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No, my loyal readers, this is not a pornographic post! Your cover letter should be no more than 3 paragraphs. 3 short paragraphs! You really don't want to lose your audience before he/she opens your resume.

And speaking of resumes, there is various discussion of whether a resume should span 1 or 2 pages. Based on your level of experience, I am fine with a resume spanning 2 pages, going back no longer than 10 years. Please, any longer than that, and you are not going to captivate your audience in the 20 seconds or less it takes to scan said resume. A full CV is not required for most positions, but is helpful to have on your hard drive to discuss talking points which may be over 10 years old but remain relevant. 

When to follow up after an interview? More than a day is too long! A brief thank you email, including an opening to have the interviewer contact you with questions should be in his/her inbox no later than the morning after you interviewed. Too much time goes by, and your follow up skills may be questioned, especially if a competing candidate emailed sooner! 

Good luck and happy hunting!



 
 
If I am recruiting for a position with your background, there is a good chance that I know what you do at your job, and what you have done at your last job. Rehashing every bullet point from your job description is not going to set you apart on your resume. Providing no more than 5 bullet points on how you have helped the company and set yourself apart from your colleagues is a much stronger way to present your background. Please don't bury me under 25 bullet points, including "Other duties as assigned", and expect me to have any interest in what you have written. Highlight how you have saved money for the company, a special project you implemented, or how you successfully improved customer service feedback. Give me a reason to see value in hiring you.

Similarly, in a cover letter, please do not add a laundry list of qualifications ("I am personable, dependable, professional, reliable...") I don't want your qualification grocery list! I want an idea of what you can do. You are able to share this through colorful examples of your success. Share what accolades your boss has shared about you. Give some information about what you have done that will set you apart from the sea of other candidates.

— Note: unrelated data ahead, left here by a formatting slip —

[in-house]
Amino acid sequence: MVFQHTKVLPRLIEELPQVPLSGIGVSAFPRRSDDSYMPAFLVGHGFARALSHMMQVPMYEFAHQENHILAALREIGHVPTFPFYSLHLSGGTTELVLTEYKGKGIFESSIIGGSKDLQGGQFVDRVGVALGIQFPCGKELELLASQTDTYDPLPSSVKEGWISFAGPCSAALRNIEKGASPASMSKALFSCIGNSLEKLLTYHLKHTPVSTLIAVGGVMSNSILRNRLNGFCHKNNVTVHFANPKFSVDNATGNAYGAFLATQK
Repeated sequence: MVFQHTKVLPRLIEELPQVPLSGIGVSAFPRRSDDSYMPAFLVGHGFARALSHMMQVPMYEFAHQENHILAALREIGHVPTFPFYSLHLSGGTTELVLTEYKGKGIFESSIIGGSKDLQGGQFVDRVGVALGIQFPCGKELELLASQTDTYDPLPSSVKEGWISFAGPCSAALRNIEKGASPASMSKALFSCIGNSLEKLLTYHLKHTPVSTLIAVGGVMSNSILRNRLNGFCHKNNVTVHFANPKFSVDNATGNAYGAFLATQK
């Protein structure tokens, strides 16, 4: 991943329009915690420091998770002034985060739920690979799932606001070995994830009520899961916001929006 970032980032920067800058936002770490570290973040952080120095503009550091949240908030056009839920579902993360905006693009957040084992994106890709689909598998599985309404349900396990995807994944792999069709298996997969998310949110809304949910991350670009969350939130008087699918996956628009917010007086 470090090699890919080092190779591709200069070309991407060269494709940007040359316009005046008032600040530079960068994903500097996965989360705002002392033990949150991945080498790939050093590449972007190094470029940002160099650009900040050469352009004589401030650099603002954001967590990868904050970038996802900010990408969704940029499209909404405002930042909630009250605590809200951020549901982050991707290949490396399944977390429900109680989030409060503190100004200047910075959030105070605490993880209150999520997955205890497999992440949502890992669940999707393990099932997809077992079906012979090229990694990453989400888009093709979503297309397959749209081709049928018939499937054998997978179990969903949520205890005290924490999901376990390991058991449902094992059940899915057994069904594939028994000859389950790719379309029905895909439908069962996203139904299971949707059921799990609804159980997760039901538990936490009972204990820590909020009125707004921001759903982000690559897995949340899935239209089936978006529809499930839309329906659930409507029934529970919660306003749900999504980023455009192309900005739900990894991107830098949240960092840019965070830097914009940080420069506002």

In an interview, share examples as well. Make sure they are examples with positive outcomes!!! You bring more of your personality with examples! I have said it over and over and will say it again: PEOPLE HIRE WHO THEY LIKE!
 
 
1.     Don’t ignore the importance of a cover letter. It is the introduction to your resume and highlights why a manager should read your resume.

2.     Don’t come up with a generic cover letter to send to all of your job applications

3.     Do take the time to research the company and highlight what you have done in the past that would make you a good fit for the organization.

4.     Do share your qualifications with examples and success stories. Paint a picture of why you are a good candidate. Tie it back to the research you have done.

5.     Don’t forget to include your contact information and an invitation for the manager to reach out to you.

6.     Don’t forget to check for issues with spelling and grammar!

7.     Do research the recipient’s name using www.linkedin.com or calling the organization.

8.     Don’t address it to “sir or madam” unless you have exhausted all options, including internet research to learn the person’s name!

9.     Do read the job description thoroughly and explain why you are the right fit for the position.

10.  Don’t forget to change the name of the company on each cover letter!

 
 
1.     You have the skills and qualifications that an employer is seeking. I am not going to hire someone with a high school diploma who bags groceries as a CEO (at least not yet). Get the experience, read the posting, and know how your qualifications fit the position.

2.     Your resume is concise, results oriented, and outlines what you can contribute to the organization.

3.     Your resume and cover letter are grammatically correct. I am not hiring “mangers” to run a department, and that is not picked up on spell check. Have a friend or a professional read over your resume and letter prior to submission.

4.     You have the software skills an employer is looking for.

5.     You are likeable, positive, and confident. Nothing gets me wanting to end an interview more than a whiner who blames the world for his/her inability to be employed.

 
 
I read a lot of cover letters with great lists of qualifications. They are so generic that they can be used for any job opening. In fact, if I am not mistaken, they are being used by a candidate for every job opening to which they are applying! In fact, there is no mention of the job duties, title, or what they can provide to an employer.

Think about how your skills will benefit your future employer. Provide real life examples of how you tangibly and quantifiably assisted the company in growth, reduction of costs, profitability, or efficiency. People tend to hire those who produce positive and documentable outcomes. A picture is worth a thousand words. Consider your example the picture you are painting. Highlight examples in interviews as well. It will set you apart from your competition!